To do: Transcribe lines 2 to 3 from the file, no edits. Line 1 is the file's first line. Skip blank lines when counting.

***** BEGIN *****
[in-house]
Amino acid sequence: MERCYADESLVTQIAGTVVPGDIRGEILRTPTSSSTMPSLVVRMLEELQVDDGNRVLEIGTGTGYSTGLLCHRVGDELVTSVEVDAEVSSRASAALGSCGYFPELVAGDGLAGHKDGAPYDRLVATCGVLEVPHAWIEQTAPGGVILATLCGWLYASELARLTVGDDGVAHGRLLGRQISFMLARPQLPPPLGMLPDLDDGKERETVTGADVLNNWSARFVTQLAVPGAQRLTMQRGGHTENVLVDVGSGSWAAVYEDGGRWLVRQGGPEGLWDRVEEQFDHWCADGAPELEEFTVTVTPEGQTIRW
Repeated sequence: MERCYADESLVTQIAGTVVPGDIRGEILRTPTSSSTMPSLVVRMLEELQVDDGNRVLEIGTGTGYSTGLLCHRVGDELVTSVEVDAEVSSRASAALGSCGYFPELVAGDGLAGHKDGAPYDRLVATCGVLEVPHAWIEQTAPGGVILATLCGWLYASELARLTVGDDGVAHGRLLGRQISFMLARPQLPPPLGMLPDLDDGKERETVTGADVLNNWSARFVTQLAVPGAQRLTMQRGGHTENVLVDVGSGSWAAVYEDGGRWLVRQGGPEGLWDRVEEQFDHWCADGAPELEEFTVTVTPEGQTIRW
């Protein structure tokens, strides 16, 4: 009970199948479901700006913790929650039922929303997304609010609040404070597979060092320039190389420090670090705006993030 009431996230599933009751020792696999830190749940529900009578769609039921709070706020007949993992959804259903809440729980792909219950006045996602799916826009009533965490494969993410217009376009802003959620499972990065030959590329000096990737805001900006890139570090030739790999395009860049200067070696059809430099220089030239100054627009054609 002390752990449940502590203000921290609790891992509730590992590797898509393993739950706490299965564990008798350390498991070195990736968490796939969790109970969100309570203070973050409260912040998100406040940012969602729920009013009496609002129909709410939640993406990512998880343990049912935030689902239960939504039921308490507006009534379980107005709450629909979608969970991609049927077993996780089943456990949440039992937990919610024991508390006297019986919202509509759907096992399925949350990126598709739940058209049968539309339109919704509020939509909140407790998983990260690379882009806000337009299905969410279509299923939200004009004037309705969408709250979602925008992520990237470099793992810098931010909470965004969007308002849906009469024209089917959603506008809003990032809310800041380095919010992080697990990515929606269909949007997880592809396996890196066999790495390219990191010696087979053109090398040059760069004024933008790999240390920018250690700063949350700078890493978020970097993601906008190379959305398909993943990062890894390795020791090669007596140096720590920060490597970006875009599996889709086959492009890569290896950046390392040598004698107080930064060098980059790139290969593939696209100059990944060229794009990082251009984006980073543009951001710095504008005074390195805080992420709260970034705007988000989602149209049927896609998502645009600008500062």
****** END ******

Amino acid sequence: MERCYADESLVTQIAGTVVPGDIRGEILRTPTSSSTMPSLVVRMLEELQVDDGNRVLEIGTGTGYSTGLLCHRVGDELVTSVEVDAEVSSRASAALGSCGYFPELVAGDGLAGHKDGAPYDRLVATCGVLEVPHAWIEQTAPGGVILATLCGWLYASELARLTVGDDGVAHGRLLGRQISFMLARPQLPPPLGMLPDLDDGKERETVTGADVLNNWSARFVTQLAVPGAQRLTMQRGGHTENVLVDVGSGSWAAVYEDGGRWLVRQGGPEGLWDRVEEQFDHWCADGAPELEEFTVTVTPEGQTIRW
Repeated sequence: MERCYADESLVTQIAGTVVPGDIRGEILRTPTSSSTMPSLVVRMLEELQVDDGNRVLEIGTGTGYSTGLLCHRVGDELVTSVEVDAEVSSRASAALGSCGYFPELVAGDGLAGHKDGAPYDRLVATCGVLEVPHAWIEQTAPGGVILATLCGWLYASELARLTVGDDGVAHGRLLGRQISFMLARPQLPPPLGMLPDLDDGKERETVTGADVLNNWSARFVTQLAVPGAQRLTMQRGGHTENVLVDVGSGSWAAVYEDGGRWLVRQGGPEGLWDRVEEQFDHWCADGAPELEEFTVTVTPEGQTIRW